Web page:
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Friday, January 2, 2015

Claus & Farley

Claus Spreckels
On a lazy stretch of straight track between Rio del Mar Boulevard and Clubhouse Drive east of Aptos, the Southern Pacific Railroad set up one of its oldest sidings along the former Santa Cruz Railroad right-of-way. In later years, this would become the train stop for the Rio Del Mar community, but originally, it was put up for Claus Spreckels, the Sugar King.

Spreckels was born in Germany and immigrated to the United States in 1848. He began life as a grocery but eventually became involved in the brewing industry and, soon afterwards, sugar refining. In 1873, he began growing sugar beets in Santa Cruz County on a massive 5,380 acre property just to the east of Aptos. Five years later, he founded the Western Beet Sugar Company, headquartered in Watsonville. He was a major promoter and financier of the Santa Cruz Railroad in the early 1870s, primarily because it would link his Rio Del Mar property to the rest of the United States. However, Spreckels didn't just use his Aptos property as a farm; in 1875 he erected the Aptos Hotel on the beach near the railroad mainline. The hotel included numerous cottages and out-buildings as well as two large structures that housed a library, saloon, billiard parlor, and club-room. Numerous aquatic activities were offered, as well. A railroad siding and stop were setup on the south side of the tracks to support both Spreckel's freight needs as well as the needs of the tourists that flocked to his beach resort. However, the resort closed down in 1896 and was meticulously demolished so the wood could be used elsewhere.

The nearby railroad station was originally, if uncreatively, named "Claus". By the early 1900s, Claus was a regularly-scheduled stop on the Southern Pacific Railroad's Santa Cruz Branch line, though it is noted in agency books as being privately-owned. It was located 109.8 miles from San Francisco via Pajaro Junction and 8.5 miles from Santa Cruz. It was also 87.5 miles from San Francisco via Santa Cruz and the Mayfield Cut-Off. A 268-foot-long siding had been installed at some point prior to 1907, though when is not precisely known. Around 1907, the Claus flag-stop was renamed "Farley" in recognition of one of the largest landowners nearby: Michael Farley. Farley was an Irish immigrant who settled in Santa Cruz in around 1890. The nearby Farley Drive is also named after him. All passenger and freight trains stopped at the station, suggesting it remained a freight stop for the local farmers and ranchers even after Spreckels's died in 1908. Evidence for this continued usage is suggested by the lengthening of the siding to 567 feet—six carlengths—in 1912. Oddly, though, the stop had no facilities whatsoever, including a platform. Agency Books record it the least developed stop along the route, not even affording it a station class. In 1909, it was finally classified as type-E, which implies that it had a siding and nothing else except a sign. A platform was finally installed at the station in 1912, but it was removed in 1915, never to return.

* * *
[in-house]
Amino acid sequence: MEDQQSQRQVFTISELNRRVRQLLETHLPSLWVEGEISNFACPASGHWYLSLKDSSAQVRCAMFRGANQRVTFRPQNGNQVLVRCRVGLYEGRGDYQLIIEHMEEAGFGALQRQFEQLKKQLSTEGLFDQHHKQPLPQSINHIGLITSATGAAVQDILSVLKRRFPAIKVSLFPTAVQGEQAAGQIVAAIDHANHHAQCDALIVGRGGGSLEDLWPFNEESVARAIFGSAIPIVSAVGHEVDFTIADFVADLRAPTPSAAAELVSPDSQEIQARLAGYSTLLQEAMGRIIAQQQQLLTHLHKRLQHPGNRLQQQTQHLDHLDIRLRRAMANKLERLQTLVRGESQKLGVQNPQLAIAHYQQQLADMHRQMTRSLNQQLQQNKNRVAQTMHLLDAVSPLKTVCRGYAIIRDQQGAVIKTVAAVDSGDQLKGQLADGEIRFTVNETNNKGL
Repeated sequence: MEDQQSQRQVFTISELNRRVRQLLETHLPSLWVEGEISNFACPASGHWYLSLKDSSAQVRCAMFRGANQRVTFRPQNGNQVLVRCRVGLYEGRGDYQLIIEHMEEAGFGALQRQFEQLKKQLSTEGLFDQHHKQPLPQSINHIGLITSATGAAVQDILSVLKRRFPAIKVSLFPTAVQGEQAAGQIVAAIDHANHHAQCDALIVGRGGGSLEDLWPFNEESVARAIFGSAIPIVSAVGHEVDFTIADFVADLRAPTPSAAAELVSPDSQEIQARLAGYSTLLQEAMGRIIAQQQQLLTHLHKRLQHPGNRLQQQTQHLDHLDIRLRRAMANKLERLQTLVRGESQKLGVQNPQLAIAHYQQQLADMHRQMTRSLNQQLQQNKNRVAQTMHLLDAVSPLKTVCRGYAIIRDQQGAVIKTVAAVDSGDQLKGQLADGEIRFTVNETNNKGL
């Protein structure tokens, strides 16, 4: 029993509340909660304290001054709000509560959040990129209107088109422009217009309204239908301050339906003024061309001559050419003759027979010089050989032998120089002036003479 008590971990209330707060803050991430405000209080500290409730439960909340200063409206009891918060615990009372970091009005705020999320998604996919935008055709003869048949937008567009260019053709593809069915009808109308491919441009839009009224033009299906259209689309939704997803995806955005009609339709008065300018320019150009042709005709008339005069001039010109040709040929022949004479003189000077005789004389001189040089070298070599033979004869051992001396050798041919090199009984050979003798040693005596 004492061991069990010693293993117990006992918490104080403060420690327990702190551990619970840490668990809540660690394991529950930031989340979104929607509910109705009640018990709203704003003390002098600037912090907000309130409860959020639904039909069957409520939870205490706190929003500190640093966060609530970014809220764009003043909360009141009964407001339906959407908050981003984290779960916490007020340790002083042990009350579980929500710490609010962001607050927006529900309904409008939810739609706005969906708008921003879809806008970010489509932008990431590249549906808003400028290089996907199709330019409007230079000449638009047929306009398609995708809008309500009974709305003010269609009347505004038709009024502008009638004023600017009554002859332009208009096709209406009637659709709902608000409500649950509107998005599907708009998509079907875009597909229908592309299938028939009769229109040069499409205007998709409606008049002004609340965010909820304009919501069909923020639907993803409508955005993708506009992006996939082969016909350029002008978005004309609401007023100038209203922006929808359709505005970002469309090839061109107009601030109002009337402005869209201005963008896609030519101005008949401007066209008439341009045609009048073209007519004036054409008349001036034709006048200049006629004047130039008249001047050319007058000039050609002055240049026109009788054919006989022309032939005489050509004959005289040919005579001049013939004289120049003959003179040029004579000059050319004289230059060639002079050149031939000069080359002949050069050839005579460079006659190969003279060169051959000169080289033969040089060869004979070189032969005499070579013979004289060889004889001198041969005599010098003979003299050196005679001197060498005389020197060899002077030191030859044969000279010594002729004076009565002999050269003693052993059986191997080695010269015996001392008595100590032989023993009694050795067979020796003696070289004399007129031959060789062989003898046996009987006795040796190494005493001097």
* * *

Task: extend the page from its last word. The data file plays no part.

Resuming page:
Rio Del Mar Estates in the 1930s. (Santa Cruz Museum of Art & History)
Not long after the station was renamed, the very nature of the surrounding community changed. Most of Spreckels's land had passed to the San Christina Investment Company after his death, and that was, in turn, sold to the Aptos Beach Country Club in 1925. The organization intended to put up a resort hotel, casino, bathhouse, golf course, polo field, and small town center within the former Spreckels' family ranch. This high-class establishment had no desire to use railroad traffic and the Southern Pacific appears never to have offered it; the station was for all intent and purposes abandoned in 1921, though it remained on timetables for years afterwards. All passenger and freight service to the stop ceased. By 1926, lots in the new subdivision was named "Rio Del Mar" and began selling parcels to the wealthier public. The name means "River of the Sea" in Spanish and was a reference to Aptos Creek's outlet into Monterey Bay. Unfortunately, the stock market crash of 1929 and the resulting Great Depression ended the anticipated success of Rio Del Mar and the subdivision only slowly grew into the quiet community of today. The station, meanwhile, lingered on official timetables until the mid-1930s when the Santa Cruz Branch was reduced to its operating stops in timetables. When the siding was removed is unknown, though the tracks, now owned by Santa Cruz County, continue to pass by the site of Farley today.

Access to Rio Del Mar today is via Spreckels Drive or Rio Del Mar Boulevard off of State Route 1. Rio Del Mar State Beach is a subunit of the adjacent Seacliff State Beach. Various small businesses, restaurants, hotels, and private resorts still litter the area, intermixed with multiple waves of seaside residential settlement.

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